Yeah, I get that.
PATRICK BYRNE: But it comes in in this highly fragmented way, so that every shanty and every favela along the slums of Rio, it’s only worth a couple thousand dollars, and anyone can take part if you got a cell phone.
It’s really a beautiful thing. It’s not just that you’re doing it, but the fact that you’re going to do it better through consensus on the blockchain.
PATRICK BYRNE: And we agree and we’re on a first name basis, like 35 heads of state. Every other day I’m with [De Soto], he’s getting a phone call from the premiere of such and such, the prime minister of such and such.
We went to one country, we were asked to see this one country in Africa, and we sent some researchers there a week early, and then he goes in to see the President, and this is one of his great stories, and he goes in to see the President at the appointed time, he’s got a gift for the President. And the President opens it and it’s a bunch of titles, and the President says, “What’s this?”
De Soto with former United States Secretary of State Madeleine Albright.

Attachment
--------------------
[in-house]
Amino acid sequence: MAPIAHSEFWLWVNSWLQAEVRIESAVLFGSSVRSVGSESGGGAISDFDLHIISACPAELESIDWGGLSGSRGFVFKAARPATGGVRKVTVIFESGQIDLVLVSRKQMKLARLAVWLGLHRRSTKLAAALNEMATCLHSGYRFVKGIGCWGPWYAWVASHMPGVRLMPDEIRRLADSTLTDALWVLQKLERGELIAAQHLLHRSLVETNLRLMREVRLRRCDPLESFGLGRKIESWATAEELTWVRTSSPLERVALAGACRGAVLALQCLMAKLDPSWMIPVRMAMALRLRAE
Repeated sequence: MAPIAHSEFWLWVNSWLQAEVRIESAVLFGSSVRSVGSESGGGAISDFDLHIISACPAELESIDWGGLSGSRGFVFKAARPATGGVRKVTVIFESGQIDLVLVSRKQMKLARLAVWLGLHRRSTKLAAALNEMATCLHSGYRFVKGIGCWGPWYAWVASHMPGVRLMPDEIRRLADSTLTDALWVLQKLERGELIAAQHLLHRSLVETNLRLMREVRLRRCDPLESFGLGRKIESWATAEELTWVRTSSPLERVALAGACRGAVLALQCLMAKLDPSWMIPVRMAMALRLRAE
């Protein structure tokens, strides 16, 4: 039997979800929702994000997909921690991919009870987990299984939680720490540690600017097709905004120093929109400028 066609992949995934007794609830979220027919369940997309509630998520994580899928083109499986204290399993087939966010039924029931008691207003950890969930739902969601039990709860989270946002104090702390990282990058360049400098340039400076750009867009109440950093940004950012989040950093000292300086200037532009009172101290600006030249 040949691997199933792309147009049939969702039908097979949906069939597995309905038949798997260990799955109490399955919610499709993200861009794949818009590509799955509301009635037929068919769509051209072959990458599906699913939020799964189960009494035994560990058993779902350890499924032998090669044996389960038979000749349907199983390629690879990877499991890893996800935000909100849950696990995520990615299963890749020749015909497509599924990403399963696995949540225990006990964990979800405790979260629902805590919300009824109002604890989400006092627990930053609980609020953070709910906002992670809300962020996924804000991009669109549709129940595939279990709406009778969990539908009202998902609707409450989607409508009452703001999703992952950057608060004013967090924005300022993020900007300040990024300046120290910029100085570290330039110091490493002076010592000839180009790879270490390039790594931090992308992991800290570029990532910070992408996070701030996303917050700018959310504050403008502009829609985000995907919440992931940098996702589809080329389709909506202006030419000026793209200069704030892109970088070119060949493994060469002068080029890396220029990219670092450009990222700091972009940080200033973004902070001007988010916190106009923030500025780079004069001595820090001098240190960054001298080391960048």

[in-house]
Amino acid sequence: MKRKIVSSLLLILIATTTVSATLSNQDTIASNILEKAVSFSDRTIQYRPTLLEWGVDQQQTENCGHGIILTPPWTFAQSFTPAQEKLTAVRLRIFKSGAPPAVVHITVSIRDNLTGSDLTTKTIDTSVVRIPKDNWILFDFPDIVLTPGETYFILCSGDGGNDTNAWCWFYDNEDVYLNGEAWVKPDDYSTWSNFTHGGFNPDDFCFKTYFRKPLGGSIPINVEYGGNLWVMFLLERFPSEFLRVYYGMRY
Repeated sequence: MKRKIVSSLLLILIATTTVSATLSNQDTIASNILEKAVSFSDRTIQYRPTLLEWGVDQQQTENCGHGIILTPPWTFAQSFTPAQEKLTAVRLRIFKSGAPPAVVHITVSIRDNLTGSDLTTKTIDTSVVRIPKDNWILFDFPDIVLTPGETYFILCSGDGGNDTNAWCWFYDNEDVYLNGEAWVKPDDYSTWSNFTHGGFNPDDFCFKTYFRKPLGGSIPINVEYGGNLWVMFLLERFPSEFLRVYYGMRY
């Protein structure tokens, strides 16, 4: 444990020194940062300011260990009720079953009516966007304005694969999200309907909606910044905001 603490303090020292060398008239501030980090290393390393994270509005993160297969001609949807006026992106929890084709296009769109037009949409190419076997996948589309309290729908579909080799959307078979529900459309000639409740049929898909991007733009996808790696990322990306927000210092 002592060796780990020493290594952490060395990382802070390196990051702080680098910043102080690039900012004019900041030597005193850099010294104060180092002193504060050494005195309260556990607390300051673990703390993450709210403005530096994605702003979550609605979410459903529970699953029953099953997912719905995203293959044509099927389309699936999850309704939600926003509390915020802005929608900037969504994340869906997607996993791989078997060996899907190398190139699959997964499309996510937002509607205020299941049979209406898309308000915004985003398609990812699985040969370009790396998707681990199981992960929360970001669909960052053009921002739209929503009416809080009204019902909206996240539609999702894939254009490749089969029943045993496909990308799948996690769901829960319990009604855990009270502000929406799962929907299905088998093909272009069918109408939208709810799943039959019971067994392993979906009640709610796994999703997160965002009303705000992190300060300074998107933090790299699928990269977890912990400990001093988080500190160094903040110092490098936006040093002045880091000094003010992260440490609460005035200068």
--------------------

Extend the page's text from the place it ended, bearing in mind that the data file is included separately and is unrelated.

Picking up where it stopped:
He says, “The titles of the several hundred families who live around your presidential palace here. And see that mark? That’s the Muslim Brotherhood. And the Muslim Brotherhood coming in and titling up all these people.”
So he’s always been kind of defeated by politics in the past. It was kinda weird how it’s really foolish that Bush II did not pick this up. But anyways, in the last few months as we’ve gotten public about what we’re doing, we’ve been invited to lots of cool places: the White House a couple times, teaching people, briefing them on what we’re going to do. And they actually insert it into the national security strategy.
PATRICK BYRNE: The new national security strategy was published a couple weeks ago in United States. And I’m told that after our briefing, they were about to finalize the document. And they went back and they added a couple paragraphs. And the national security [strategy] of the United States says, “We want this to happen to the poor in the world.” And it’s a public document, so it’s there.
So we fund this $20 million and we’re gonna just make this happen. I don't want this to wait.
So you gave everyone else a chance to do it, then when nothing happened, decided you just had to do it yourself and get it done.